Becca Tobin knows a thing or two about fertility issues, and is opening up about her journey in an effort to help other women through theirs.

During Wednesday’s episode of LadyGang’s official podcast, the former Glee star discussed all things fertility after having suffered through multiple miscarriages and gone through in vitro fertilization to freeze her embryos.

Alongside fellow LadyGang co-hosts Keltie Knight and Jac Vanek, Tobin was joined by her fertility doctor, Dr. Said Daneshmand of the San Diego Fertility Center, where she discussed the issues she has faced with her husband Zach Martin, whom she wed back in 2016.

“In my earlier 30s I was having an ultrasound and the doctor said, ‘Oh my gosh, look at all those eggs,’ so I had a false sense of confidence in my ability to make a baby,” shared Tobin, 34.

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Claire Leahy The LadyGang co-hosts

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Noting that they never had a problem conceiving and it was just an issue with the quality of her eggs, Tobin revealed that her OB-GYN suggested she see a fertility specialist after her second miscarriage.

The journey led them to Daneshmand — whom Tobin drives from Los Angeles to San Diego to see — and the couple now have frozen embryos ready to go for when they do plan to welcome children.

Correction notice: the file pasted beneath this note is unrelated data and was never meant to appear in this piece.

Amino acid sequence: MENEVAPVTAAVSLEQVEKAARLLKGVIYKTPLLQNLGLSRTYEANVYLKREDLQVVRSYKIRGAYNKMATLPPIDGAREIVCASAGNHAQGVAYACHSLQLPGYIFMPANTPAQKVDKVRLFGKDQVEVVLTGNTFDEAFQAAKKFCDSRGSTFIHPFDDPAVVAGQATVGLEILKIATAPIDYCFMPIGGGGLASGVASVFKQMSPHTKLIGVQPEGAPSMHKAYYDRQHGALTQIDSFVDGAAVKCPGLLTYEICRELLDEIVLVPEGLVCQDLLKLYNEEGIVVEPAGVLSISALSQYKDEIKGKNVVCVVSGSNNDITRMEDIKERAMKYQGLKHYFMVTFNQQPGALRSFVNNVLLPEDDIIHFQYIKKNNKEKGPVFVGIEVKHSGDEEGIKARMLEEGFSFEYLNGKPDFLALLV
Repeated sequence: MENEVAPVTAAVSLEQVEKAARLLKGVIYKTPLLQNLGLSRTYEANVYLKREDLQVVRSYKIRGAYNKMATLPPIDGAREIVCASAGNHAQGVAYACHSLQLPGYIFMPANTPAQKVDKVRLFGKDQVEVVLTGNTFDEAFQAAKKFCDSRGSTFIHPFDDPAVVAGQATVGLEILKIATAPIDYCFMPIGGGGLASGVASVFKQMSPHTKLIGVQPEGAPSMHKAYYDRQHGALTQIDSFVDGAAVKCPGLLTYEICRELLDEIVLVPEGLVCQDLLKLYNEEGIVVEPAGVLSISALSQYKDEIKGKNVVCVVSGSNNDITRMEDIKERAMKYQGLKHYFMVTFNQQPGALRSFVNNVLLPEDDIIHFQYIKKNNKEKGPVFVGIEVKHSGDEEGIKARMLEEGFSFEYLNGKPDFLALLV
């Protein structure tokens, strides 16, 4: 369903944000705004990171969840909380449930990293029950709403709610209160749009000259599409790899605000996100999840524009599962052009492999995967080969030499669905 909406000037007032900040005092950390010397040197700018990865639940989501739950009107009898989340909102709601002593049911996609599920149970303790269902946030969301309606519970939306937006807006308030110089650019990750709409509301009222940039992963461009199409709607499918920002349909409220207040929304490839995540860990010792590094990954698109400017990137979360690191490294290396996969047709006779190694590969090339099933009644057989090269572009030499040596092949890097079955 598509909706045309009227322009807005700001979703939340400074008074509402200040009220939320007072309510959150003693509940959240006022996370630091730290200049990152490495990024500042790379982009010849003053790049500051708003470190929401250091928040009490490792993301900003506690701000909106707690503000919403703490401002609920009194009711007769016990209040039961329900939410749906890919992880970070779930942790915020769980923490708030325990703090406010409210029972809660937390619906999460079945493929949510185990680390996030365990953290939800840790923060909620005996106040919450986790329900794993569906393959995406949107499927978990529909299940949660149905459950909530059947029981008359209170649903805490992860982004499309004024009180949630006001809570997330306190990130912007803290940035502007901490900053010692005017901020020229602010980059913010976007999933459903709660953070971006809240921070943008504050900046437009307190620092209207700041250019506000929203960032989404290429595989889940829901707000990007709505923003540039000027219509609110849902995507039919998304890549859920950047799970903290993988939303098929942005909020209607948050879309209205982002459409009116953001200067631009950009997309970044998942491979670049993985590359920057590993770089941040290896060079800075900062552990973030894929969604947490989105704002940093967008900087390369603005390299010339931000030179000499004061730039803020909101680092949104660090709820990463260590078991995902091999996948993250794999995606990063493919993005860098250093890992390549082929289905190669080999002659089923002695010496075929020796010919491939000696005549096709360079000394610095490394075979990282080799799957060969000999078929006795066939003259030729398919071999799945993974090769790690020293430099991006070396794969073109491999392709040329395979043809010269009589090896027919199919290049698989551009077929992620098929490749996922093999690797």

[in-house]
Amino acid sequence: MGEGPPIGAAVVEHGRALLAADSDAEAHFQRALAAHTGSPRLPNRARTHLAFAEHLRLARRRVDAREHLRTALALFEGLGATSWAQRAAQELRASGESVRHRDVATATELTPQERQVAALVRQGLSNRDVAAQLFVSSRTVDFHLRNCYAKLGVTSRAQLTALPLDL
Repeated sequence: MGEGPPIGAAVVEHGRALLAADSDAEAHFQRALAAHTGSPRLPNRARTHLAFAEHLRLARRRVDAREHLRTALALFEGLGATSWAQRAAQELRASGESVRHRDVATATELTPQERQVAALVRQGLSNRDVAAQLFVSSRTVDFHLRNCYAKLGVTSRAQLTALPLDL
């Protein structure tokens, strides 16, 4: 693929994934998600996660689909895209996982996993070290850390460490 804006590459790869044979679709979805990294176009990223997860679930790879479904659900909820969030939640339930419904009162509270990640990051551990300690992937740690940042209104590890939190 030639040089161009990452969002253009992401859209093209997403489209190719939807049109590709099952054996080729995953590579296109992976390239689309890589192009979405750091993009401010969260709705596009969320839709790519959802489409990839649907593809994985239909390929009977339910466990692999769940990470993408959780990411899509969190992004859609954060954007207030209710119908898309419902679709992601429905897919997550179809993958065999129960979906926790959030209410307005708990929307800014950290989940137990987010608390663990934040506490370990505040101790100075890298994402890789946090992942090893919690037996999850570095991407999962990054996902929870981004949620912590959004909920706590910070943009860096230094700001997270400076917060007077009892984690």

“There’s no better feeling. I didn’t realize the weight that would be lifted the moment that I found out that I didn’t have to hurry up and keep trying and hopefully get something healthy,” Tobin shared.

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“The soul we’d been excited to welcome into the world had lessons for our family that did not include joining us in a living physical body,” James Van Der Beek said

“I think Becca’s story is really important because when there’s a decrease in the quality of eggs in the ovaries, that can present itself in different ways,” Daneshmand chimed in afterward. “In some patients, it presents itself as a lack of ability to conceive. But in other patients, it could be miscarriages.”

Tobin then asked her doctor to explain the difference between freezing eggs and embryos. Daneshmand described eggs as being “more fragile than embryos” — the latter of which are created/fertilized from both sperm and egg.

“The survival rate on eggs is lower than embryos,” he added. “When we freeze embryos, we expect the survival rate to be — especially on good quality embryos — over 96 to 97 percent. For eggs, it can be about 60 to 70 percent.”

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